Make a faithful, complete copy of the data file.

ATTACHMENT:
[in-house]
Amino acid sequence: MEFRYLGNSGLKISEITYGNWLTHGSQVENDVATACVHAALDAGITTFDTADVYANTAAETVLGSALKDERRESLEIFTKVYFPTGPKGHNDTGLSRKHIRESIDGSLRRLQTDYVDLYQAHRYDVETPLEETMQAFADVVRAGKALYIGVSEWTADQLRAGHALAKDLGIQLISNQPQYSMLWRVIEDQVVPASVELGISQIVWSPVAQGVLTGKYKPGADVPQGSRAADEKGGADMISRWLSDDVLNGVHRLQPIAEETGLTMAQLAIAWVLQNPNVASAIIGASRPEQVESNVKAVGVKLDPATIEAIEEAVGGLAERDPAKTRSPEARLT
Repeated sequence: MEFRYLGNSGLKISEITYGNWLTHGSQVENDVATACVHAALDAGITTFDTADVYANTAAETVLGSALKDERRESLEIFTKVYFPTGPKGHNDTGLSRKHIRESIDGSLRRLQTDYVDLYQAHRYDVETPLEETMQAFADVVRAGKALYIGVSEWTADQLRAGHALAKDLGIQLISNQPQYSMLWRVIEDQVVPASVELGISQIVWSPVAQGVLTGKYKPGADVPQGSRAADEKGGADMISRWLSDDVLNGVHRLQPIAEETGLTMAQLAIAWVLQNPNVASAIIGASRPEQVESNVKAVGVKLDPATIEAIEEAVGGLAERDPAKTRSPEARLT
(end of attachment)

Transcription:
[in-house]
Amino acid sequence: MEFRYLGNSGLKISEITYGNWLTHGSQVENDVATACVHAALDAGITTFDTADVYANTAAETVLGSALKDERRESLEIFTKVYFPTGPKGHNDTGLSRKHIRESIDGSLRRLQTDYVDLYQAHRYDVETPLEETMQAFADVVRAGKALYIGVSEWTADQLRAGHALAKDLGIQLISNQPQYSMLWRVIEDQVVPASVELGISQIVWSPVAQGVLTGKYKPGADVPQGSRAADEKGGADMISRWLSDDVLNGVHRLQPIAEETGLTMAQLAIAWVLQNPNVASAIIGASRPEQVESNVKAVGVKLDPATIEAIEEAVGGLAERDPAKTRSPEARLT
Repeated sequence: MEFRYLGNSGLKISEITYGNWLTHGSQVENDVATACVHAALDAGITTFDTADVYANTAAETVLGSALKDERRESLEIFTKVYFPTGPKGHNDTGLSRKHIRESIDGSLRRLQTDYVDLYQAHRYDVETPLEETMQAFADVVRAGKALYIGVSEWTADQLRAGHALAKDLGIQLISNQPQYSMLWRVIEDQVVPASVELGISQIVWSPVAQGVLTGKYKPGADVPQGSRAADEKGGADMISRWLSDDVLNGVHRLQPIAEETGLTMAQLAIAWVLQNPNVASAIIGASRPEQVESNVKAVGVKLDPATIEAIEEAVGGLAERDPAKTRSPEARLT